CHASSAHOWITZKA — If the winds die down, a flock of enormous, elegant birds will take off today, continuing a remarkable eight-year effort to keep alive an endangered species.
Fourteen whooping cranes have been soaring south behind an ultralight aircraft since Oct. 17 when they left their home in Wisconsin's Necedah Wildlife Refuge. They arrived in Jefferson County on Wednesday, but strong winds aloft kept them grounded on Thursday.
Weather permitting, some of the cranes are expected to continue a local tradition by flying over cheering crowds at the Dunnellon Airport in Marion County early next week, said Liz Condie, executive director for Operation Migration.
For the first time since the rescue initiative began in 2001, the birds will not all spend the winter on the North Suncoast. Today, half the flock will leave Jefferson County and fly 28 miles to settle at St. Marks National Wildlife Refuge in the Big Bend area of the Panhandle. The next day, the plan is for the remainder to resume their journey to the Chassahowitzka National Wildlife Refuge.
Straddling Hernando and Citrus counties, Chassahowitzka has been the winter home for the experimental flock since 2001. But an intense winter storm in early 2007 changed all that.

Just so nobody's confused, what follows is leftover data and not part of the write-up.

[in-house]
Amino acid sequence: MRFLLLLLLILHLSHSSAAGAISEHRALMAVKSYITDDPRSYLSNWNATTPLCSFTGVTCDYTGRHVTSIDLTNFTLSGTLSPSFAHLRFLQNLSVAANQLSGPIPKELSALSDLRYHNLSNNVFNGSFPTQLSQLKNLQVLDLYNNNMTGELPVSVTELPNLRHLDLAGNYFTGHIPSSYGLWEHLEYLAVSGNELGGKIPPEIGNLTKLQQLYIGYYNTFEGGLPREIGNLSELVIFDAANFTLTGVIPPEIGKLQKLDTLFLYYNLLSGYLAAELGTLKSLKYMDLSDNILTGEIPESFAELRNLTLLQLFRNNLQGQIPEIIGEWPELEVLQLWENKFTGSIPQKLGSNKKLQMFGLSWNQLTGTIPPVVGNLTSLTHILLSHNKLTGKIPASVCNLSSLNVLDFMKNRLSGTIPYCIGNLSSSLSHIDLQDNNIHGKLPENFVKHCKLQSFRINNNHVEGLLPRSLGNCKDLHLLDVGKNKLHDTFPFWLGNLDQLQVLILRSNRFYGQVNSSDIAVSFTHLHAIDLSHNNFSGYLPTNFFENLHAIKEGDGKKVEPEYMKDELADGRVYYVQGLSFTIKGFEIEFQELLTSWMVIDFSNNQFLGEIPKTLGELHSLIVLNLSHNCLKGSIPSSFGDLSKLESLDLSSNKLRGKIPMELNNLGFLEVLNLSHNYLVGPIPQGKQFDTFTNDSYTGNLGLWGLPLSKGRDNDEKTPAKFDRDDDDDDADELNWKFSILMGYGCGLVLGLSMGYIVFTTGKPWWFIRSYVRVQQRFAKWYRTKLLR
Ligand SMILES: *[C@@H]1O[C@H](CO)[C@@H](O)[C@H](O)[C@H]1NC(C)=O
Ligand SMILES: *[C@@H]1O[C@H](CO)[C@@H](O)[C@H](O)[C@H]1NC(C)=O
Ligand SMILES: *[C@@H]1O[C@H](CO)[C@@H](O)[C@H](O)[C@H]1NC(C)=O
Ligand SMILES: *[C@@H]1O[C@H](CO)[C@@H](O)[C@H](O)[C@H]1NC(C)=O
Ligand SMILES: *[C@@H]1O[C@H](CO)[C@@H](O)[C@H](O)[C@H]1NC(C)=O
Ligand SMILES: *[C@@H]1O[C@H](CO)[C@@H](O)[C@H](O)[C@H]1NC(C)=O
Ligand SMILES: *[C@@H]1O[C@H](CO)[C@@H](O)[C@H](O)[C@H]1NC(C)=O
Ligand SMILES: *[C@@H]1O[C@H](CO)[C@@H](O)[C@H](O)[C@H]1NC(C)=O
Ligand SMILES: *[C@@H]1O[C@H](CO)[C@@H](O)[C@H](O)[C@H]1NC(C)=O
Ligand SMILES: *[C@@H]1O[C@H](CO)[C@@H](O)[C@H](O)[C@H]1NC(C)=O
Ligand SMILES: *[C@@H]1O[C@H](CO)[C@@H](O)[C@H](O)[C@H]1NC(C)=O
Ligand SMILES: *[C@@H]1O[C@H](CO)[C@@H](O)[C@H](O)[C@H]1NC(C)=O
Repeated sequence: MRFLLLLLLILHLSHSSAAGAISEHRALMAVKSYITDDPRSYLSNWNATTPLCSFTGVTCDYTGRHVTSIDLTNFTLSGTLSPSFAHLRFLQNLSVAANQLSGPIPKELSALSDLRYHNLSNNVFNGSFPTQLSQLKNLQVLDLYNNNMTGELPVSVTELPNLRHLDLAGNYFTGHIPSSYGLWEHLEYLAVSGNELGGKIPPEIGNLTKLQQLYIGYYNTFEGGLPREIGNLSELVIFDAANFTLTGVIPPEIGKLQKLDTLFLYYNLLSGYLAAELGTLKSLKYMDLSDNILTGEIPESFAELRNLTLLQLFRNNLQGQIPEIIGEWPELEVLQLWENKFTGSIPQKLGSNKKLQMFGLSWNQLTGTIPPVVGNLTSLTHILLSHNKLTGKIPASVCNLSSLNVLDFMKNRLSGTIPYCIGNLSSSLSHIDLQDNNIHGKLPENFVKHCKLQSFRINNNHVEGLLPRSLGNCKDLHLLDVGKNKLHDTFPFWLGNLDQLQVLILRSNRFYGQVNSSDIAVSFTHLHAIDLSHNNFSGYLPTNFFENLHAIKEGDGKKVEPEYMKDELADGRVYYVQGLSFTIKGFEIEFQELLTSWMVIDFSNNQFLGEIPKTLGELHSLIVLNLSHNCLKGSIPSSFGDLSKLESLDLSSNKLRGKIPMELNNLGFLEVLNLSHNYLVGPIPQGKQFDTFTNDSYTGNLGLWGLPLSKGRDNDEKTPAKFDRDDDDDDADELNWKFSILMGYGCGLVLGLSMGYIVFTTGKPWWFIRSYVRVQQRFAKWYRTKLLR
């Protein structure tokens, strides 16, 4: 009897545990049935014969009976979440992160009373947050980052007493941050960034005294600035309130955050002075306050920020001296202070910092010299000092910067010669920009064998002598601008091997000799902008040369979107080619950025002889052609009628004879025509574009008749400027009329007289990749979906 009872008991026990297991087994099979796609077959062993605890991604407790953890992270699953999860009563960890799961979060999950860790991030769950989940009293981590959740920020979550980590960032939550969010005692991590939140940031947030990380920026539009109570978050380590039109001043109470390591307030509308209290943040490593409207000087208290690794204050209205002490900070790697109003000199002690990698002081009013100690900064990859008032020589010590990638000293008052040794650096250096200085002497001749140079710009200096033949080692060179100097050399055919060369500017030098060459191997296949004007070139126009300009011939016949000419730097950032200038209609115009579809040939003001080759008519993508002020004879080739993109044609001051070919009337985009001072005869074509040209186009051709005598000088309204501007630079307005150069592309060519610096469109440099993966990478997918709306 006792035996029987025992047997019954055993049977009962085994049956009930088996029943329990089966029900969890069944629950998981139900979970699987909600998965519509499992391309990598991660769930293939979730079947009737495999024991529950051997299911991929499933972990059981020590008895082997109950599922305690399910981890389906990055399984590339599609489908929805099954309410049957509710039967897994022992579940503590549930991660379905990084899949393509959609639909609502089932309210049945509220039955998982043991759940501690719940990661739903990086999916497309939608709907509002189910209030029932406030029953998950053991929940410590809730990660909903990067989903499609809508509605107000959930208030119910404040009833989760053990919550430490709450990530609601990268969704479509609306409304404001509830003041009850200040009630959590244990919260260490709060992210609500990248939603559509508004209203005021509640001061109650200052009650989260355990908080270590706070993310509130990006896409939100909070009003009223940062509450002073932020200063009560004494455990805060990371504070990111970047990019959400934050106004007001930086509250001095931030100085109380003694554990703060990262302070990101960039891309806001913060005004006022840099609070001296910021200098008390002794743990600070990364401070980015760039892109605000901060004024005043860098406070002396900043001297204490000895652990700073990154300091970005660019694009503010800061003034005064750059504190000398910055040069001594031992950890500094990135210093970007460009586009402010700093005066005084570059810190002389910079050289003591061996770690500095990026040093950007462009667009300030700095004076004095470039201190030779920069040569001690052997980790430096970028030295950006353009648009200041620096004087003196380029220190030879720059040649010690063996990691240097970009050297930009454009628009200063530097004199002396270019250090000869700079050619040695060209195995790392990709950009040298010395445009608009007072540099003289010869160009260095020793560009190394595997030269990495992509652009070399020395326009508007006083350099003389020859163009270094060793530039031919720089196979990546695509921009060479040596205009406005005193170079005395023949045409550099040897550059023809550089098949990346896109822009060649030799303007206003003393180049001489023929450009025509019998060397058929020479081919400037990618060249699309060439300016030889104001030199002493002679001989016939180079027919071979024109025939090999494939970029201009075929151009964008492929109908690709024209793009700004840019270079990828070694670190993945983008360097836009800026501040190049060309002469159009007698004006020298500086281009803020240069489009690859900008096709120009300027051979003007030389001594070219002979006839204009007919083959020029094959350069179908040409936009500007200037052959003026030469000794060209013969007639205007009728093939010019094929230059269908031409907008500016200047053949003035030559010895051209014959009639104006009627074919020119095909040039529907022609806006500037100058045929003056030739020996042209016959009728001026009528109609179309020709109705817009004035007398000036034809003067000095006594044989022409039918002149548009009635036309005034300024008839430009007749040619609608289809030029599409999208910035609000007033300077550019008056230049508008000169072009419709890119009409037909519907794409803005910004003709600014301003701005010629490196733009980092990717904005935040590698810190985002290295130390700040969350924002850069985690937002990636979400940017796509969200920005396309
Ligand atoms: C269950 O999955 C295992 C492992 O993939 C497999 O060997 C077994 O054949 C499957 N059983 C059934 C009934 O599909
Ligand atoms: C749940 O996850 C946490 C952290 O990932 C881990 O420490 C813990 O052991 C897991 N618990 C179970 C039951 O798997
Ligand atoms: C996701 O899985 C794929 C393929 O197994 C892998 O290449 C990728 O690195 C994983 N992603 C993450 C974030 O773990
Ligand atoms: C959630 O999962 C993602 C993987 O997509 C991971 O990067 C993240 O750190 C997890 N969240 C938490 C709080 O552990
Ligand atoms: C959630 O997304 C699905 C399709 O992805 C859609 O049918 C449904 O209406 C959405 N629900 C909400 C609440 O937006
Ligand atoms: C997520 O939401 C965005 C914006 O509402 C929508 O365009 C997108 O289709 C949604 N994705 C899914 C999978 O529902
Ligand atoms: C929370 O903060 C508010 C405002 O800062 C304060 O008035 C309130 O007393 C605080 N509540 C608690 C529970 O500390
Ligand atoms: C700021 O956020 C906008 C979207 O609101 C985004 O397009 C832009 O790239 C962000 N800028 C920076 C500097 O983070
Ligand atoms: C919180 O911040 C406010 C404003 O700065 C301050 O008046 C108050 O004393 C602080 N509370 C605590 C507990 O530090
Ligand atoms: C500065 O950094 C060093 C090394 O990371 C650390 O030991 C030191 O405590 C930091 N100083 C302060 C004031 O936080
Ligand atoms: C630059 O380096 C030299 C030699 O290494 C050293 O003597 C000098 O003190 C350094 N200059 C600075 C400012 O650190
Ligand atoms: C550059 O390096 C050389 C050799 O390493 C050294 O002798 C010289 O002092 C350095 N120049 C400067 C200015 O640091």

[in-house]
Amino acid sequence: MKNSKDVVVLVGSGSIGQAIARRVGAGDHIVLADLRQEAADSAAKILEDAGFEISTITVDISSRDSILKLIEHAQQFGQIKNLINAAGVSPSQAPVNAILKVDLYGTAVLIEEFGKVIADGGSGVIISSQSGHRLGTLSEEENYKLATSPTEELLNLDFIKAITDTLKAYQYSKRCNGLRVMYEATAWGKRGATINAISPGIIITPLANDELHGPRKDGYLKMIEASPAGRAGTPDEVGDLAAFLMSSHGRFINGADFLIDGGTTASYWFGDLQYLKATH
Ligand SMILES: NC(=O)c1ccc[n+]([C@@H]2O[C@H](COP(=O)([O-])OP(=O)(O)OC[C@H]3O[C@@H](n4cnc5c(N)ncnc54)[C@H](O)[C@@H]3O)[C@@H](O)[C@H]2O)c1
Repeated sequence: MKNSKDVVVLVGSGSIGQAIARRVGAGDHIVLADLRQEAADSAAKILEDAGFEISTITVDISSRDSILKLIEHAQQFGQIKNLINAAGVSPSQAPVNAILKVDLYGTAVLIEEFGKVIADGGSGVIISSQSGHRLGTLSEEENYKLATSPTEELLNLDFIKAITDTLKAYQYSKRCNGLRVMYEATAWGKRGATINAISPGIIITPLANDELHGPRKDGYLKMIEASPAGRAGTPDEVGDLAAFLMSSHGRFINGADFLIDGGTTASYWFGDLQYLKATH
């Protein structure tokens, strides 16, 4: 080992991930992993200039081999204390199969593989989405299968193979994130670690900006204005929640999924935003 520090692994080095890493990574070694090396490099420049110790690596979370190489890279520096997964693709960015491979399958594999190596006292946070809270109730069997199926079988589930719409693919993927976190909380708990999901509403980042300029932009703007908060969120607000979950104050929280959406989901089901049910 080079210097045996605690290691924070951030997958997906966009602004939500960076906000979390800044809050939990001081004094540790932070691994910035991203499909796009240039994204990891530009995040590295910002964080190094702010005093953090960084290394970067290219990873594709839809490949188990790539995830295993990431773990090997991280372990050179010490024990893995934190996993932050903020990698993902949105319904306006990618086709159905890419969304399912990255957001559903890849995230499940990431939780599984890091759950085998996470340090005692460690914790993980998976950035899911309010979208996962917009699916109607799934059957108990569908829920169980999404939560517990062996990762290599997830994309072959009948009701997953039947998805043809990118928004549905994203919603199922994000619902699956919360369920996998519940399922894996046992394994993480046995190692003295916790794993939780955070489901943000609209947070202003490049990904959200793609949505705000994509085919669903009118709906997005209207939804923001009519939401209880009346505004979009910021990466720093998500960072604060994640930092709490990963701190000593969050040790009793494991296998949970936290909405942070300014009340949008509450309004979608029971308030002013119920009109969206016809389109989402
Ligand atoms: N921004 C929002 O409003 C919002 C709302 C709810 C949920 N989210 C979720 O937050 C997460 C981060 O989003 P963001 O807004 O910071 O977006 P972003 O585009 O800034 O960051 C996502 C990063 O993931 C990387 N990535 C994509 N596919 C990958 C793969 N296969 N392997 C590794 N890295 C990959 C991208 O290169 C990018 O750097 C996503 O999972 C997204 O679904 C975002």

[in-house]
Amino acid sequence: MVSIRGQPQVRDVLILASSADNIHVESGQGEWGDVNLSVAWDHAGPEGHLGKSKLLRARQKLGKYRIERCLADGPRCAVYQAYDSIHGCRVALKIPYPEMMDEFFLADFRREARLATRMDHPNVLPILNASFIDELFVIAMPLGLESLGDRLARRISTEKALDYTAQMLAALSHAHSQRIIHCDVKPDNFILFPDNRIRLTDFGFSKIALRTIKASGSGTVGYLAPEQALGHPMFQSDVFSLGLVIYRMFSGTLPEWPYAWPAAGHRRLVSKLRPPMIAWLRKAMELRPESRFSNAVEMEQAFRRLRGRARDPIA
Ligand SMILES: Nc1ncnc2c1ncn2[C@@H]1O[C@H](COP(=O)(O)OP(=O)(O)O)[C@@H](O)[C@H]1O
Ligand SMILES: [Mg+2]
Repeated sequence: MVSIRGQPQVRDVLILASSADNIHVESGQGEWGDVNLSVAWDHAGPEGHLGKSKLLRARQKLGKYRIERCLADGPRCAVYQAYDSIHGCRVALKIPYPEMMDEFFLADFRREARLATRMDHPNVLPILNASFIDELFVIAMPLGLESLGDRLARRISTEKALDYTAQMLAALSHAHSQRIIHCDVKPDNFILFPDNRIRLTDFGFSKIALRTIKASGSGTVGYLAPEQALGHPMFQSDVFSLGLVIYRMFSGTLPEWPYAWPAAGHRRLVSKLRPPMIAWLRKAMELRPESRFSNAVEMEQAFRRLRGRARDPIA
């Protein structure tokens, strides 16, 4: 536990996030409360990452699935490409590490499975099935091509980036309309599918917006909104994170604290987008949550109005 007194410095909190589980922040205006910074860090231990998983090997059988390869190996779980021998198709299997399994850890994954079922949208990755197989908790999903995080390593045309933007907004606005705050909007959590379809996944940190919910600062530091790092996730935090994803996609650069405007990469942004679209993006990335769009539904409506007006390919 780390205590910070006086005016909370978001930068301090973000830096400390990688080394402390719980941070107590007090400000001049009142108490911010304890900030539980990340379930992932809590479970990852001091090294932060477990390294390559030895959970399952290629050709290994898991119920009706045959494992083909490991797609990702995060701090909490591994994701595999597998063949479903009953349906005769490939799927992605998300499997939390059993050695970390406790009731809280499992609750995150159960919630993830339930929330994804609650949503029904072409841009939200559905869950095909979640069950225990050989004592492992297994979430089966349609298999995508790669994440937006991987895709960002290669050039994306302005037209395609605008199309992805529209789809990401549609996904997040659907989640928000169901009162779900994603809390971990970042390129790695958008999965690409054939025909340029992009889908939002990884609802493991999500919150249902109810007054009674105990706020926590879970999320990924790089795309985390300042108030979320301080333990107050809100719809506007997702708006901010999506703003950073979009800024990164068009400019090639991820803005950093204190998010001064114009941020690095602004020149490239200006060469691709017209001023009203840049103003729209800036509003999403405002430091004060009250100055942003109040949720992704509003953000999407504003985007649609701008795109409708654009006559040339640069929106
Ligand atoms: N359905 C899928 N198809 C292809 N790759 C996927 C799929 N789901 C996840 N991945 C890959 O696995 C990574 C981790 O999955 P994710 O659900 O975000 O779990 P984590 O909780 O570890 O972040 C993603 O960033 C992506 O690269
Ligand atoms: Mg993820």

All but one of that year's flock perished when lightning and a surprise storm surge caught the birds in an enclosed pen, wiping out a genetically significant group of animals.
The public and private agencies that make up Operation Migration and control the whooping crane project decided that dividing the flock this year would prevent another catastrophic loss.
This year's flight also has taken a new, more westerly route. It was designed to keep pilots and birds safer by avoiding mountains and valleys, especially the Cumberland Gap in Tennessee, which has stalled the flight each year.
The new route had the added benefit of introducing a whole new audience on the ground to the majestic whooping cranes, said Condie.
The enthusiasm and support "was definitely a morale boost for us," she said. "And it bodes well for the future of whooping cranes and other species."
Condie said the appeal of the cranes, the tallest birds in North America at nearly 6 feet, touches a wide range of people from aviators to birders to environmentalists.
Whooping cranes command attention with their size, their grace and their rare status. Their migration helps other species along the way, she said, by raising awareness of the need to protect animal habitat.
"They're a keystone species," she said. "So many other species have a better chance of survival because of them."
Barbara Behrendt can be reached at email@example.com or (352) 848-1434.